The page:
On our way back from the Masai Mara (another, later post), we stopped for our traditional nyama choma down in Mahai Mahiu. Our driver Philip calls in the order, and by the time we get there, it’s ready to go. The goats are freshly slaughtered that morning, and the roasted legs are served with ugali, an odd cross between grits and cornbread.
The legs are then chopped into small, bite-size pieces in front of us. Washed down with a cold Tusker lager, it’s a fabulous Kenyan meal. Lots of places advertise nyama choma and the quality can vary, but we trust Philip to guide us to the right spot.
With only one working day left, we scrambled to wrap things up and pack. On my last day on the wards, I suddenly fainted for the first time in my life. There wasn’t anything particularly disturbing going on, so I think I must have locked my knees while at a patient’s bedside. More than anything, I was terrifically embarrassed. The patients all sat up in their beds, and the nurses rushed in. I continued to visit patients while seated with Abraham, my fellow chaplain. Later he commented how strong I was! If a Kenyan tells me I’m strong…
Even though we were gone from home for nearly three weeks, our time in Kenya went by very quickly. The next day we made our rounds of final meetings and good-byes. My chaplain family threw me a Kwaheri (Goodbye) Party with a huge platter of snacks.
Despite feeling more like a burden than a help most days, everyone said lovely and moving things about me. Oftentimes my own viewpoint is so myopic, limited to my city, my country, my denomination, and my culture. My faith is buoyed by their passion for Christ and knowing that we are brothers and sisters in the Church. Those bonds cross the boundaries of language, race, country, and continent. And with social media and e-mail, we can continue to keep in touch.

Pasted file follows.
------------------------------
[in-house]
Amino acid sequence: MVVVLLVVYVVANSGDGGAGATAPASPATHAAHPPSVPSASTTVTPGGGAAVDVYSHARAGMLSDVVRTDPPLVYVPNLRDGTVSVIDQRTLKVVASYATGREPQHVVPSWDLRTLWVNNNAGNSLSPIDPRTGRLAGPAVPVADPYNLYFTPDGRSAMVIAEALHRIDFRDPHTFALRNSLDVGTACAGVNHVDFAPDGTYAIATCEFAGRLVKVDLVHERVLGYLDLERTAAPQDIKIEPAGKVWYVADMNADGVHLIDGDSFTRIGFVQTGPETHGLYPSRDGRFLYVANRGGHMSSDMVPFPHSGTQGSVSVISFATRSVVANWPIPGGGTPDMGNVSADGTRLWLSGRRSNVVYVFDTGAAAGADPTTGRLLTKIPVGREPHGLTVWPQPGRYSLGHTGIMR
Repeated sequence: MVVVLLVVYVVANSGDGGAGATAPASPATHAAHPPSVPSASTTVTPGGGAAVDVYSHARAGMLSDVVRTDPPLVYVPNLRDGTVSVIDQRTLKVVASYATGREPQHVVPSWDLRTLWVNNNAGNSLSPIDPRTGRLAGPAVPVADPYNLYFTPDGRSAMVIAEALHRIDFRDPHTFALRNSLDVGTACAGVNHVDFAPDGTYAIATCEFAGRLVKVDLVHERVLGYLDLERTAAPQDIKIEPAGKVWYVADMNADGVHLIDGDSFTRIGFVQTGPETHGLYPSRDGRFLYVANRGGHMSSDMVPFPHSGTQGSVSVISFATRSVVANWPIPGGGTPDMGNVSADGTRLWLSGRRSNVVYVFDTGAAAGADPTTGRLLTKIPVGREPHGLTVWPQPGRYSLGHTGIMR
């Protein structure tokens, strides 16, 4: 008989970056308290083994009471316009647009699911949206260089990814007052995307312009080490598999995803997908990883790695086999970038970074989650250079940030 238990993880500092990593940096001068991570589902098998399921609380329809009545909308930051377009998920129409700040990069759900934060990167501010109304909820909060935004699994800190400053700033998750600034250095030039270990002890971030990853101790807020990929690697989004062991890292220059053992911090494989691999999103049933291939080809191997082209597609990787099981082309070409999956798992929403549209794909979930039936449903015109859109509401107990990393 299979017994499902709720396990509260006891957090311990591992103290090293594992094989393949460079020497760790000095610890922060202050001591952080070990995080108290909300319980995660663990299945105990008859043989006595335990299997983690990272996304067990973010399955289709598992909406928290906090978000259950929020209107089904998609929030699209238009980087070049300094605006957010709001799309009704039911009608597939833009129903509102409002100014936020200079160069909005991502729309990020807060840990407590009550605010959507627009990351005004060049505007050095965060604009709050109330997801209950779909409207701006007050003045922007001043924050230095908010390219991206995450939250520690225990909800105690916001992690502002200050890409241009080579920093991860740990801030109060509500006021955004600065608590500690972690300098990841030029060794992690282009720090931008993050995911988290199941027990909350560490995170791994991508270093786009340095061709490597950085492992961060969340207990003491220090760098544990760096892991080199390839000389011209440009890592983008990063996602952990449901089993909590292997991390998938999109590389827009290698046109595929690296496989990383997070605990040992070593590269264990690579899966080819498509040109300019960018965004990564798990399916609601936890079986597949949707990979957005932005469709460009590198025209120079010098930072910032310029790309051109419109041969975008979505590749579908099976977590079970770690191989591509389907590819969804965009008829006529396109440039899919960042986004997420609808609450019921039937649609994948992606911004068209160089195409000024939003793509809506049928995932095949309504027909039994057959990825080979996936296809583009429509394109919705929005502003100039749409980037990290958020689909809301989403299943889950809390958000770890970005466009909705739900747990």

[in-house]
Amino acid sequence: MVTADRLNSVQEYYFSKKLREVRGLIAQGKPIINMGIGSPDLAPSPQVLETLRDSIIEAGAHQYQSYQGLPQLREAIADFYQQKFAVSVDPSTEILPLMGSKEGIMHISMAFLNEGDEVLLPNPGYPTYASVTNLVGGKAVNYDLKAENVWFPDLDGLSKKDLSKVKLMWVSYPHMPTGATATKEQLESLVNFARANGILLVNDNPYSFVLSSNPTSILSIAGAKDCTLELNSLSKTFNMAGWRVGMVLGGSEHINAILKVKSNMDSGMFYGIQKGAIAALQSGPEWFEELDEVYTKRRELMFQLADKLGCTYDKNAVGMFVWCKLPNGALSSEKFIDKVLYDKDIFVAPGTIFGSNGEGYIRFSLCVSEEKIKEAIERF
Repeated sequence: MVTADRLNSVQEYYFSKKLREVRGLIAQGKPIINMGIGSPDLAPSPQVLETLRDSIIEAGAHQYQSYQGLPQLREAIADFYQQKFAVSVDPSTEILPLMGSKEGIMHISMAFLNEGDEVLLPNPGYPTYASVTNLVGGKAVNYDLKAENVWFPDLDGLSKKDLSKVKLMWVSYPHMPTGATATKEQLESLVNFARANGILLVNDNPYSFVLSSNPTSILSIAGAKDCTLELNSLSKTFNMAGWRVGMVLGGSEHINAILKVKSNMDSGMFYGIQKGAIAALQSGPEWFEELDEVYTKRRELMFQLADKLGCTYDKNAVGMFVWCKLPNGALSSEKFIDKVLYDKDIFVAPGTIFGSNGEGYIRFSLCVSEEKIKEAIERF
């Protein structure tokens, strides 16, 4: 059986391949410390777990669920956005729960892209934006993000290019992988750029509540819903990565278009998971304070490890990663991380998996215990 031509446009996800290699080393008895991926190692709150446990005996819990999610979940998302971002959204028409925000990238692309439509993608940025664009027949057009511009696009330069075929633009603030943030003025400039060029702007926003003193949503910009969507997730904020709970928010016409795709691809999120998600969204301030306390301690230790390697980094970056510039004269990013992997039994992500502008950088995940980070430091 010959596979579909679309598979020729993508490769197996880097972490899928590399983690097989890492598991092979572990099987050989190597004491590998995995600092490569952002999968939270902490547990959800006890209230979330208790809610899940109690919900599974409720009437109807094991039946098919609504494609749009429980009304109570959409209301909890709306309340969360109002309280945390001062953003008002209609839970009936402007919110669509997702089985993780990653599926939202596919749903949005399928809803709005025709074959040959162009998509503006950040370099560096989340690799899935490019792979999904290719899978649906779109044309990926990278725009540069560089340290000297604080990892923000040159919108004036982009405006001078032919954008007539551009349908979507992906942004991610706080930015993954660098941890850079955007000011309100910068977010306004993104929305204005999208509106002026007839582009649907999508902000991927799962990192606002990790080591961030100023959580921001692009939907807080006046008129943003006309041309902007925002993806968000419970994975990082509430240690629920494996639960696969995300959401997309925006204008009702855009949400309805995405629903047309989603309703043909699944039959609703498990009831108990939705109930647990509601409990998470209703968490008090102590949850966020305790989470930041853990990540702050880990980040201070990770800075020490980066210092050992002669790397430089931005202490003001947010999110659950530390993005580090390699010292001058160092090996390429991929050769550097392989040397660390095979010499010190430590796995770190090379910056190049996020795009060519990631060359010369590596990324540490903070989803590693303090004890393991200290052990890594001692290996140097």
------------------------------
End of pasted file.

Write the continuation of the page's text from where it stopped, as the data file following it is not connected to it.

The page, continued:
Pastor John Mugo, interim director of the Chaplain Department, and me.
We left Kijabe and stopped at the Bata shoe factory store at Joe’s request. While Bata shoes are available in Europe, they’re difficult to find in the US, and the factory store offers some steals. Both Joe and I bought some very nice, high-quality leather shoes for a pittance. My “comfort” sandals, equivalent to Clark’s brand, were about $22USD!
Then we visited the Kazuri factory in Nairobi. Kazuri jewelry is also available in Europe and in places like Ten Thousand Villages stores in the US, but it’s difficult to find and quite a bit more pricy than in Kenya. We went on a tour of the factory where our guide showed us how they make the ceramic beads. Kazuri employs mostly single and unwed mothers, and we saw how hard these women work to create this beautiful jewelry. The clay is fired at such a hot temperature that you can bounce a bead on the floor, and it won’t break!
Before his evening flights from Nairobi, Joe always takes Philip to a Nairobi restaurant called Carnivore. The concept is like that of a Brazilian steakhouse, and before the ban on eating game meat, they used to serve exotic meats. It definitely caters to the tourists, but we had a good time and ate a lot of food. All the better to help us sleep through our flight!
The ostrich meatballs were delicious, and the crocodile was a little chewy. We also tried some drinks made with Kenyan cane liquor made at our table.
Philip dropped us off at the Nairobi airport, and we said our tearful good-byes. The Nairobi airport is a crazy place, full of all different kinds of people. I managed to find a somewhat quiet corner to wait to go through security and get into the gate area. Next stop, London!